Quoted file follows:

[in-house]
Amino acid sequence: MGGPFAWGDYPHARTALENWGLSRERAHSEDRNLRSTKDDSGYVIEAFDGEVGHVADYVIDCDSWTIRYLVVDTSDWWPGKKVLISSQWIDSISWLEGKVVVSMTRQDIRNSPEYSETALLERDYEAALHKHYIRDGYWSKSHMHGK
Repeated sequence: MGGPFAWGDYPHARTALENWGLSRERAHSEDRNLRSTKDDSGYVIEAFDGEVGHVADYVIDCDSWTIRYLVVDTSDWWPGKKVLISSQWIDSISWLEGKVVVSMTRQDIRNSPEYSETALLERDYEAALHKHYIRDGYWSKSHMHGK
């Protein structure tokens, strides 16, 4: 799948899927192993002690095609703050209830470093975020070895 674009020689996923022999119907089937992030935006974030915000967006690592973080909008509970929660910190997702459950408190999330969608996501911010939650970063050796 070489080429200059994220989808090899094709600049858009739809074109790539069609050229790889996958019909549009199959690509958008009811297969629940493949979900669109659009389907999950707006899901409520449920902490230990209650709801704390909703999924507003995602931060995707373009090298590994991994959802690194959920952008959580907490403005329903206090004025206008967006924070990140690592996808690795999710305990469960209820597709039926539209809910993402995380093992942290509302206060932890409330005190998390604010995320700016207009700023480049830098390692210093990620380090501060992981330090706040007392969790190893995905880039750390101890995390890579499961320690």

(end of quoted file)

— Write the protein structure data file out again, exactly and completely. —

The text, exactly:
[in-house]
Amino acid sequence: MGGPFAWGDYPHARTALENWGLSRERAHSEDRNLRSTKDDSGYVIEAFDGEVGHVADYVIDCDSWTIRYLVVDTSDWWPGKKVLISSQWIDSISWLEGKVVVSMTRQDIRNSPEYSETALLERDYEAALHKHYIRDGYWSKSHMHGK
Repeated sequence: MGGPFAWGDYPHARTALENWGLSRERAHSEDRNLRSTKDDSGYVIEAFDGEVGHVADYVIDCDSWTIRYLVVDTSDWWPGKKVLISSQWIDSISWLEGKVVVSMTRQDIRNSPEYSETALLERDYEAALHKHYIRDGYWSKSHMHGK
């Protein structure tokens, strides 16, 4: 799948899927192993002690095609703050209830470093975020070895 674009020689996923022999119907089937992030935006974030915000967006690592973080909008509970929660910190997702459950408190999330969608996501911010939650970063050796 070489080429200059994220989808090899094709600049858009739809074109790539069609050229790889996958019909549009199959690509958008009811297969629940493949979900669109659009389907999950707006899901409520449920902490230990209650709801704390909703999924507003995602931060995707373009090298590994991994959802690194959920952008959580907490403005329903206090004025206008967006924070990140690592996808690795999710305990469960209820597709039926539209809910993402995380093992942290509302206060932890409330005190998390604010995320700016207009700023480049830098390692210093990620380090501060992981330090706040007392969790190893995905880039750390101890995390890579499961320690």